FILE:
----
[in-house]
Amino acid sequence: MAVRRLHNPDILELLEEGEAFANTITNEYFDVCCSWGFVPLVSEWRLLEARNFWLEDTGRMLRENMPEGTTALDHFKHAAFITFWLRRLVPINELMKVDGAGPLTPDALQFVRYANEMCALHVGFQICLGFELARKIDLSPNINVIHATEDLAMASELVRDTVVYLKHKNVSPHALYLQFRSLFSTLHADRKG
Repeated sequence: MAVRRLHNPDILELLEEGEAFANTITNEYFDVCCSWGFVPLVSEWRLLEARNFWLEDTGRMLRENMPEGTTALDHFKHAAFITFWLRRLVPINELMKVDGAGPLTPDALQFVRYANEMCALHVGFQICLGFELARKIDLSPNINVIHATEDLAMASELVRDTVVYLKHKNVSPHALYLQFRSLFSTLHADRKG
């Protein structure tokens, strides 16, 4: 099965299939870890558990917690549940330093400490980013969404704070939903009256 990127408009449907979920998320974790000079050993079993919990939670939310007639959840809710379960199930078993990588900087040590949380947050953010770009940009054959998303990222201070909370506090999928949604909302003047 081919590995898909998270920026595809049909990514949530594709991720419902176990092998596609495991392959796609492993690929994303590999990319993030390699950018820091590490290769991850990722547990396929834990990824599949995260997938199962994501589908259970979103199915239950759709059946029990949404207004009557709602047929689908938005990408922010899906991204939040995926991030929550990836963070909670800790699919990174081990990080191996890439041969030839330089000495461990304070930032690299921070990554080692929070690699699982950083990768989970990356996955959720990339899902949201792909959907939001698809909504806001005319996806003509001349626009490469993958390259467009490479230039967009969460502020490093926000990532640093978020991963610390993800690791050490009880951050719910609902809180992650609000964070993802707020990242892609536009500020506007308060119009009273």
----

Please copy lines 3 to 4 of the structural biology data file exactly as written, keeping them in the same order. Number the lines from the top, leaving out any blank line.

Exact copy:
Repeated sequence: MAVRRLHNPDILELLEEGEAFANTITNEYFDVCCSWGFVPLVSEWRLLEARNFWLEDTGRMLRENMPEGTTALDHFKHAAFITFWLRRLVPINELMKVDGAGPLTPDALQFVRYANEMCALHVGFQICLGFELARKIDLSPNINVIHATEDLAMASELVRDTVVYLKHKNVSPHALYLQFRSLFSTLHADRKG
């Protein structure tokens, strides 16, 4: 099965299939870890558990917690549940330093400490980013969404704070939903009256 990127408009449907979920998320974790000079050993079993919990939670939310007639959840809710379960199930078993990588900087040590949380947050953010770009940009054959998303990222201070909370506090999928949604909302003047 081919590995898909998270920026595809049909990514949530594709991720419902176990092998596609495991392959796609492993690929994303590999990319993030390699950018820091590490290769991850990722547990396929834990990824599949995260997938199962994501589908259970979103199915239950759709059946029990949404207004009557709602047929689908938005990408922010899906991204939040995926991030929550990836963070909670800790699919990174081990990080191996890439041969030839330089000495461990304070930032690299921070990554080692929070690699699982950083990768989970990356996955959720990339899902949201792909959907939001698809909504806001005319996806003509001349626009490469993958390259467009490479230039967009969460502020490093926000990532640093978020991963610390993800690791050490009880951050719910609902809180992650609000964070993802707020990242892609536009500020506007308060119009009273």